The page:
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Memories of WWII

After graduating from McClain High School in 1941, I obtained a job at Wright Patterson Air Field in Fairborn, OH. It was the main material depot for the Air Corps. My original job was working in the reproduction department. Prints were made of every thing the Air Corps had purchased. Later I worked as a clerk in the Recording department, which kept a file on each part and also the location where it could be found.

After working for one year at Wright Field in the fall of 1942, I entered Ohio State for one quarter of College, which ended in December 1942. On January 1943 I entered the service. I can still remember my Dad Ab, taking me to Hillsboro to meet the bus that took us to Fort Thomas, KY for our induction physical. It had to be one of the hardest things he had to do, recalling the time he had gone through the same process 25 years earlier.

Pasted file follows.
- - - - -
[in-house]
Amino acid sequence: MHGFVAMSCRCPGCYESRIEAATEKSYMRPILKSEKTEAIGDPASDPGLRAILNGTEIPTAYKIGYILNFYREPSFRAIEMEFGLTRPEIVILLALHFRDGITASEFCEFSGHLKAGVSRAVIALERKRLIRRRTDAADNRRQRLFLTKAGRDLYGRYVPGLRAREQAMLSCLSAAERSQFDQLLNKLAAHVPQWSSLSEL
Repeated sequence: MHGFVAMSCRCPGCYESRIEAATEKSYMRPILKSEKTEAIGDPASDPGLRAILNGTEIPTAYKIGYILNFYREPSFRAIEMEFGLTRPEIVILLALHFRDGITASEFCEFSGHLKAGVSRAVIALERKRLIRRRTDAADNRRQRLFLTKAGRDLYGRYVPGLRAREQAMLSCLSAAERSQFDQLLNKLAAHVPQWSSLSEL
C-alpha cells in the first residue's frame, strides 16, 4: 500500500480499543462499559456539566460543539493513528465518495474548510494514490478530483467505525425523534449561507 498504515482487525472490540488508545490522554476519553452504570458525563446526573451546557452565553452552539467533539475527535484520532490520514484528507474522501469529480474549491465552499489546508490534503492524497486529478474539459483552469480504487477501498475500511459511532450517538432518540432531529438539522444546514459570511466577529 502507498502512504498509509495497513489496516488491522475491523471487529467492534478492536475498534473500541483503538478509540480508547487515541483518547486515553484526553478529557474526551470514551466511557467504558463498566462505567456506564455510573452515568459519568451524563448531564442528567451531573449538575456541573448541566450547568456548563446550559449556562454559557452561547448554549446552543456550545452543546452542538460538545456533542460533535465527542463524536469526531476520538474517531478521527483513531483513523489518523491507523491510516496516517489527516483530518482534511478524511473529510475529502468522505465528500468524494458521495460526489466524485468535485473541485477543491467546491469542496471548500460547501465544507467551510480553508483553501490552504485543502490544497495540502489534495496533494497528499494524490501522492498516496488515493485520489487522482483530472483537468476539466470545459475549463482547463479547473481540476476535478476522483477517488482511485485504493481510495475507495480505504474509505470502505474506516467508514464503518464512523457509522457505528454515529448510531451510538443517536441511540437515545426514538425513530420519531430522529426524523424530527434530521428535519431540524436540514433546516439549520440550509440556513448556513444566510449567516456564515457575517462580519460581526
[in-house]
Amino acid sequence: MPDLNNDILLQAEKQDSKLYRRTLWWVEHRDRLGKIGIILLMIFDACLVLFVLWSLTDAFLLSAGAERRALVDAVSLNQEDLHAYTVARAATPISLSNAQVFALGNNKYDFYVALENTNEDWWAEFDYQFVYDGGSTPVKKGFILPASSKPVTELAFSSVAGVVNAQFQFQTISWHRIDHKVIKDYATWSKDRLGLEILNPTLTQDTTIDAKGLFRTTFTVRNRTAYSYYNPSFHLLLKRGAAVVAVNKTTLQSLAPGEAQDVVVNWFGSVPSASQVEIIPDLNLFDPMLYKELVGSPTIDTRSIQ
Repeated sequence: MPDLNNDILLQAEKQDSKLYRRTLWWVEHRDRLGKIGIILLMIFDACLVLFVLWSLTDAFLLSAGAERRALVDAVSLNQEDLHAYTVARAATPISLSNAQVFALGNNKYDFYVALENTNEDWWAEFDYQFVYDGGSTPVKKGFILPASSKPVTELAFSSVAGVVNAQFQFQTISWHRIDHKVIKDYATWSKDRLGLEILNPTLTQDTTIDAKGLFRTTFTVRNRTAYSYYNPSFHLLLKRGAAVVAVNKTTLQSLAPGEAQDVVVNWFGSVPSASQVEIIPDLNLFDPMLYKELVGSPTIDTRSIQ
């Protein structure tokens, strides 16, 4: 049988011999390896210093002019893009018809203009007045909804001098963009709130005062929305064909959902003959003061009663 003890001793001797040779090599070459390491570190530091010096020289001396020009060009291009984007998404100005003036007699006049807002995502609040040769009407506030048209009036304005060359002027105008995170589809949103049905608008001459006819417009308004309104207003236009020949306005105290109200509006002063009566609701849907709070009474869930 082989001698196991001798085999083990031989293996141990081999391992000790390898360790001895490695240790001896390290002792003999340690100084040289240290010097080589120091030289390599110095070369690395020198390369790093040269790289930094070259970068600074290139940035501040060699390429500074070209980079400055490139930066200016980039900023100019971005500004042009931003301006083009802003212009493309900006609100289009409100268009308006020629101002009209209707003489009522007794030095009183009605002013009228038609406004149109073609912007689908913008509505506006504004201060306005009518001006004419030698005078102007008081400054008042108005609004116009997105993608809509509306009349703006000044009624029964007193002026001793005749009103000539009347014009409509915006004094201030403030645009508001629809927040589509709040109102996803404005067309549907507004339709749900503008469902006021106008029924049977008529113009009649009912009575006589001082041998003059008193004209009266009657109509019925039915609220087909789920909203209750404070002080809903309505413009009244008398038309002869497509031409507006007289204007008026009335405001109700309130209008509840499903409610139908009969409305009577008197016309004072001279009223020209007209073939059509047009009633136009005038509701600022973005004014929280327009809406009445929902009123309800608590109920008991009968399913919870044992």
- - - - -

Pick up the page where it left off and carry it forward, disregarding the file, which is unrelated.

Having applied and been accepted in the Air Corps it was necessary for me to take immediate induction, so after passing the physical I was put on a bus and headed to Camp Atterbury, Indiana. After two days my order came sending me to Biloxi Mississippi for basic training. We went by troop train that took three days. I recall my first week at Biloxi getting shots, living in a tent with seven other guys I had never seen before, and the regimentation that went with basic training just about did me in. Then on Friday, walking thru the mess line, the GI's serving really piled the food on my tray. There was no way I could eat it, however when I tried to return my tray the Mess Sergeant was standing by the door and ordered me to eat it all. He said "you took it... you eat it!" Finally after the 3rd attempt he let me out. I went to the nearest phone and called home. With my first time of being home-sick, Mother's voice helped me get thru it and we decided to call home every Sunday, from then on.